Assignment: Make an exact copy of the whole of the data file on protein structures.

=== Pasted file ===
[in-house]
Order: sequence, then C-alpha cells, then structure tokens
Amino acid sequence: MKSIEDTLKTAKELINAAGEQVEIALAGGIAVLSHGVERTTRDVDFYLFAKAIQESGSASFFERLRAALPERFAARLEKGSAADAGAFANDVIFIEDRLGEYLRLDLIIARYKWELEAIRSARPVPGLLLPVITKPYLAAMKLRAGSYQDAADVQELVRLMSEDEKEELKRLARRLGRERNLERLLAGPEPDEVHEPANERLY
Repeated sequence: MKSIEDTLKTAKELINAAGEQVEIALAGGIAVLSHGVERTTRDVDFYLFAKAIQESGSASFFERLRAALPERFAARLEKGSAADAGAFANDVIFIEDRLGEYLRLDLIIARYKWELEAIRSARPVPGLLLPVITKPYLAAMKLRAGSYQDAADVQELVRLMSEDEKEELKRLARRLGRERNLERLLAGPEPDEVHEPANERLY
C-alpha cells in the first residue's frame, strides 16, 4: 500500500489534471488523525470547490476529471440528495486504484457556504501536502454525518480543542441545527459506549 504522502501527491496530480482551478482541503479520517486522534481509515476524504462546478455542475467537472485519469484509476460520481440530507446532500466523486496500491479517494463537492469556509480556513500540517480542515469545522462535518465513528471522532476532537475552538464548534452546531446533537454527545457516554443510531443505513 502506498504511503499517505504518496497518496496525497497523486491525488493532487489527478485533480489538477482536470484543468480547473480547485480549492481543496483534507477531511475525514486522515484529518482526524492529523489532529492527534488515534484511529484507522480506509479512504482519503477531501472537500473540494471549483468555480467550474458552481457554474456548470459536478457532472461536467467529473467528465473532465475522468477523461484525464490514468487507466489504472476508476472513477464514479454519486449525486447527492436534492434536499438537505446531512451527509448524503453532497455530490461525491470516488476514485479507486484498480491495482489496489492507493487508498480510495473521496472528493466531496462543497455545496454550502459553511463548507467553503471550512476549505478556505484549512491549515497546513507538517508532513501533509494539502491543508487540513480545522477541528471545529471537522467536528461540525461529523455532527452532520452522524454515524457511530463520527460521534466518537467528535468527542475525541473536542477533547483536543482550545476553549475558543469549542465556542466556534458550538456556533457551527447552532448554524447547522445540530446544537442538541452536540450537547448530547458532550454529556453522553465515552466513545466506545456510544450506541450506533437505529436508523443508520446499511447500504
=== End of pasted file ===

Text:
[in-house]
Order: sequence, then C-alpha cells, then structure tokens
Amino acid sequence: MKSIEDTLKTAKELINAAGEQVEIALAGGIAVLSHGVERTTRDVDFYLFAKAIQESGSASFFERLRAALPERFAARLEKGSAADAGAFANDVIFIEDRLGEYLRLDLIIARYKWELEAIRSARPVPGLLLPVITKPYLAAMKLRAGSYQDAADVQELVRLMSEDEKEELKRLARRLGRERNLERLLAGPEPDEVHEPANERLY
Repeated sequence: MKSIEDTLKTAKELINAAGEQVEIALAGGIAVLSHGVERTTRDVDFYLFAKAIQESGSASFFERLRAALPERFAARLEKGSAADAGAFANDVIFIEDRLGEYLRLDLIIARYKWELEAIRSARPVPGLLLPVITKPYLAAMKLRAGSYQDAADVQELVRLMSEDEKEELKRLARRLGRERNLERLLAGPEPDEVHEPANERLY
C-alpha cells in the first residue's frame, strides 16, 4: 500500500489534471488523525470547490476529471440528495486504484457556504501536502454525518480543542441545527459506549 504522502501527491496530480482551478482541503479520517486522534481509515476524504462546478455542475467537472485519469484509476460520481440530507446532500466523486496500491479517494463537492469556509480556513500540517480542515469545522462535518465513528471522532476532537475552538464548534452546531446533537454527545457516554443510531443505513 502506498504511503499517505504518496497518496496525497497523486491525488493532487489527478485533480489538477482536470484543468480547473480547485480549492481543496483534507477531511475525514486522515484529518482526524492529523489532529492527534488515534484511529484507522480506509479512504482519503477531501472537500473540494471549483468555480467550474458552481457554474456548470459536478457532472461536467467529473467528465473532465475522468477523461484525464490514468487507466489504472476508476472513477464514479454519486449525486447527492436534492434536499438537505446531512451527509448524503453532497455530490461525491470516488476514485479507486484498480491495482489496489492507493487508498480510495473521496472528493466531496462543497455545496454550502459553511463548507467553503471550512476549505478556505484549512491549515497546513507538517508532513501533509494539502491543508487540513480545522477541528471545529471537522467536528461540525461529523455532527452532520452522524454515524457511530463520527460521534466518537467528535468527542475525541473536542477533547483536543482550545476553549475558543469549542465556542466556534458550538456556533457551527447552532448554524447547522445540530446544537442538541452536540450537547448530547458532550454529556453522553465515552466513545466506545456510544450506541450506533437505529436508523443508520446499511447500504